Gait training is a type of physical therapy that helps people improve their ability to stand and walk. One goal of gait training is preventing falls. Gait training may be recommended after an illness or injury, to help a patient regain independence in walking, even if an adaptive device is needed. Gait training helps strengthen muscles and joints, improves balance, improves posture, develops muscle memory, builds endurance, and retrains the legs for repetitive motion.
The secondary benefit of gait training is a reduction of other illness, such as heart disease and osteoporosis, through physical activity and movement. People who choose gait training may become healthier overall than people who choose immobility.
Gait training is an option for anyone who has lost his or her ability to safely get around. Some examples of injuries or illnesses that lead to walking difficulties include spinal cord injuries, stroke, broken legs or pelvis, joint injuries, injuries from accidents, amputation, and knee replacements.
Children requiring gait therapy are often suffering from brain injuries, neurological disorders, or musculoskeletal issues. Therapy can occur before they start walking or after they start walking with difficulty.
Gait training is usually started as soon as possible after an injury or a health complication. A doctor will prescribe it as part of physical therapy. The patient must be healthy enough for physical activity and movement and have joints that are strong enough to support the therapy.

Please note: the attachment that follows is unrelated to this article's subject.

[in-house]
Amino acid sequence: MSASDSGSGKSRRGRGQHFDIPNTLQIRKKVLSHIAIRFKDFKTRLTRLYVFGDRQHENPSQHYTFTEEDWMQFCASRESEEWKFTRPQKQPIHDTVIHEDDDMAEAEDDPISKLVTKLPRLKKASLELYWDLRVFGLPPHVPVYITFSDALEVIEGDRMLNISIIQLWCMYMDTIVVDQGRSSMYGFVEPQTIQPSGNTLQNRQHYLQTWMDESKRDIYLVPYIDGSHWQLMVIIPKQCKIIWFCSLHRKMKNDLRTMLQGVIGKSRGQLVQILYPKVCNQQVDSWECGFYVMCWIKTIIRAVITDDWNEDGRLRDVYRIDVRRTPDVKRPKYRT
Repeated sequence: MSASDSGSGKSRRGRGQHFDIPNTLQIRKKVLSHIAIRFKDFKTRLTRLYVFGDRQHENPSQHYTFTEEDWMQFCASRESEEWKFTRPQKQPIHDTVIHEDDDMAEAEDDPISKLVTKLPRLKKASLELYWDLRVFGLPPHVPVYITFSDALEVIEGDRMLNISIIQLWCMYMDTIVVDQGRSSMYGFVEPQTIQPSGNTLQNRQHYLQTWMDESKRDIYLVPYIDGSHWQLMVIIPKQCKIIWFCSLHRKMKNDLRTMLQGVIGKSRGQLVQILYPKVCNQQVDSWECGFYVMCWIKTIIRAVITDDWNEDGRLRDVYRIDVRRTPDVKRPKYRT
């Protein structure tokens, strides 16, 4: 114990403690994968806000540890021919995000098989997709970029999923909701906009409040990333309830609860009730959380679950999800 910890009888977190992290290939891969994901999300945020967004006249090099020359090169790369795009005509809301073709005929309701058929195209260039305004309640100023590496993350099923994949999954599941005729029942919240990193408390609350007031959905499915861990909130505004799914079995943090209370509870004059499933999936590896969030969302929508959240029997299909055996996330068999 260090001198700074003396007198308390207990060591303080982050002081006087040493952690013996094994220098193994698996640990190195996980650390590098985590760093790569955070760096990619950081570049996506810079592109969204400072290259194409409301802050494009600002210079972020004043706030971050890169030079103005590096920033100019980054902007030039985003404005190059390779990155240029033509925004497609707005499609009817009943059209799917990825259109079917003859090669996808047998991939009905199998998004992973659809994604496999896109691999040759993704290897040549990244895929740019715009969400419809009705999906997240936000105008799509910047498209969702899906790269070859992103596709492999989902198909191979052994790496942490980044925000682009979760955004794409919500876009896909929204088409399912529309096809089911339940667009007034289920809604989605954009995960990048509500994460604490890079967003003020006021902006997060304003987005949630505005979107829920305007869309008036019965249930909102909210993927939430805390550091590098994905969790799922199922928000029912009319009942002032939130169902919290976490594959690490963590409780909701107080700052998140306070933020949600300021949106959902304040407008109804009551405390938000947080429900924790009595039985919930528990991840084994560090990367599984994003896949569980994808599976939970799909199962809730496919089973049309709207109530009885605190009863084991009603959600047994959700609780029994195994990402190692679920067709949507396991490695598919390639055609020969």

Once the patient is deemed healthy enough to start gait training, the process is similar to other physical therapies. Gait training often includes machines that help the patient walk safely. Exercises might include human assistance. Therapists can help with support, stability, and other assistance.
There are several gait therapy techniques, but a few common trainings. Many people undergoing gait training will walk on a treadmill and do strength training. Treadmill trainings often include a harness, but some do not. Other task-specific trainings include stepping over objects, lifting the leg, sitting, and standing. People with specific mobility-affecting issues will get special therapies or exercises.
The type of training, intensity, and duration will depend on the individual situation.
Gait training can be hard work. Walking is cardiovascular exercise and helps keep the heart and lungs strong. If you’ve been immobile, the process of relearning to walk may be physically and mentally challenging. Talk to your therapist about any challenges you are having.